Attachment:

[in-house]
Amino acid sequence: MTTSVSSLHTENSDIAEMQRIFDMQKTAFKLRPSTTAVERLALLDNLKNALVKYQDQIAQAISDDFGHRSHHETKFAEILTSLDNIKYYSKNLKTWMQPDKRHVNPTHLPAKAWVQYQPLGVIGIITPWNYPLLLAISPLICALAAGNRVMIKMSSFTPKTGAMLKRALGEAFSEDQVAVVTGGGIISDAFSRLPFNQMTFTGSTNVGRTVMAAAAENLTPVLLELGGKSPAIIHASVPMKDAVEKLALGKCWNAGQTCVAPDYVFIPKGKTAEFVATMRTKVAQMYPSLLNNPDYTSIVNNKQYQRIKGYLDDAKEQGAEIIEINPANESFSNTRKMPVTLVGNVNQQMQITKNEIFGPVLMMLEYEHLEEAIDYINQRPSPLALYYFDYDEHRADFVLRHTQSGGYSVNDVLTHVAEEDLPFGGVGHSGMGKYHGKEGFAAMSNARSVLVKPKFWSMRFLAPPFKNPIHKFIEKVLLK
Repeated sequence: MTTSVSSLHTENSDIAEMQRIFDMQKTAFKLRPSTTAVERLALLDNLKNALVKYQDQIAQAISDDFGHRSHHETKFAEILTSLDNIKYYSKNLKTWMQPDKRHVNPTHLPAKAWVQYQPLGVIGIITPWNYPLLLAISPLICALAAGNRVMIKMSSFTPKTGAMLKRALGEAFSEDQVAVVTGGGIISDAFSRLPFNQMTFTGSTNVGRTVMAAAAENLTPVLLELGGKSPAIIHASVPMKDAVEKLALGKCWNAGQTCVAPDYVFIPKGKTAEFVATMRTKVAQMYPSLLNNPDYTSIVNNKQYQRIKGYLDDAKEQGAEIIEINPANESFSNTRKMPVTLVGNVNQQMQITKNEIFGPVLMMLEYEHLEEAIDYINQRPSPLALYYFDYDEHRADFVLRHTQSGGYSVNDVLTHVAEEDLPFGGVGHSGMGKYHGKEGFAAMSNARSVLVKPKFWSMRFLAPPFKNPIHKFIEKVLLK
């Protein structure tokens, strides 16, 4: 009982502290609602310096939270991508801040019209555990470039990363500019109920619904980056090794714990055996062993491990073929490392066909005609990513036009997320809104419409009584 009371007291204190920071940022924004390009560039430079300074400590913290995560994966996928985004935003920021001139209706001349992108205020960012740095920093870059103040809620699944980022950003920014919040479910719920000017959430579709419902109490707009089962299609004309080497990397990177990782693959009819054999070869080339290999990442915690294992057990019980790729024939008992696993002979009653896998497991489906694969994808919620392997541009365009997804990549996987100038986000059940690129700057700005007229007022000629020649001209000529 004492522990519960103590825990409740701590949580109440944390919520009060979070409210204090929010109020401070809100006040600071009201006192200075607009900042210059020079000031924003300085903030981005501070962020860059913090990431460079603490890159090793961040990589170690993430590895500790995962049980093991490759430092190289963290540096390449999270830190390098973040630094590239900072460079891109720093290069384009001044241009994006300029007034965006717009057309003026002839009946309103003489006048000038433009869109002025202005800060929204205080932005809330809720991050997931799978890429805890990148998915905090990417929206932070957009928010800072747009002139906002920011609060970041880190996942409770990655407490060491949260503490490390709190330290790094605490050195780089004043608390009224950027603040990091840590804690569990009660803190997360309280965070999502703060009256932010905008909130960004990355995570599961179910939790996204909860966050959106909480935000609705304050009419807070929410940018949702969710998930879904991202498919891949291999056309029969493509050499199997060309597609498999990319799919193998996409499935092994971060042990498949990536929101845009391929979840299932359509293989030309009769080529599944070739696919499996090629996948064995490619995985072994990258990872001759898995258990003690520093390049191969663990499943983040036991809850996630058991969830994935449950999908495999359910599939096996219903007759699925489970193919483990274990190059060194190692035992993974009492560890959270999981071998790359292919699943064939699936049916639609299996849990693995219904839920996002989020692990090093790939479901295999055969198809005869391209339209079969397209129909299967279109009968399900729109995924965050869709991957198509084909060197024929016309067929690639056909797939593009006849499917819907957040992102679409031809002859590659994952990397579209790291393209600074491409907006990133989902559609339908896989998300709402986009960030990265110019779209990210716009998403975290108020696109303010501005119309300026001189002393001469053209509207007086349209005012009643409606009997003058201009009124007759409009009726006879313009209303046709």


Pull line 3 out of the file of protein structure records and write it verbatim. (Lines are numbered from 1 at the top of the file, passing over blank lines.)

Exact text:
Repeated sequence: MTTSVSSLHTENSDIAEMQRIFDMQKTAFKLRPSTTAVERLALLDNLKNALVKYQDQIAQAISDDFGHRSHHETKFAEILTSLDNIKYYSKNLKTWMQPDKRHVNPTHLPAKAWVQYQPLGVIGIITPWNYPLLLAISPLICALAAGNRVMIKMSSFTPKTGAMLKRALGEAFSEDQVAVVTGGGIISDAFSRLPFNQMTFTGSTNVGRTVMAAAAENLTPVLLELGGKSPAIIHASVPMKDAVEKLALGKCWNAGQTCVAPDYVFIPKGKTAEFVATMRTKVAQMYPSLLNNPDYTSIVNNKQYQRIKGYLDDAKEQGAEIIEINPANESFSNTRKMPVTLVGNVNQQMQITKNEIFGPVLMMLEYEHLEEAIDYINQRPSPLALYYFDYDEHRADFVLRHTQSGGYSVNDVLTHVAEEDLPFGGVGHSGMGKYHGKEGFAAMSNARSVLVKPKFWSMRFLAPPFKNPIHKFIEKVLLK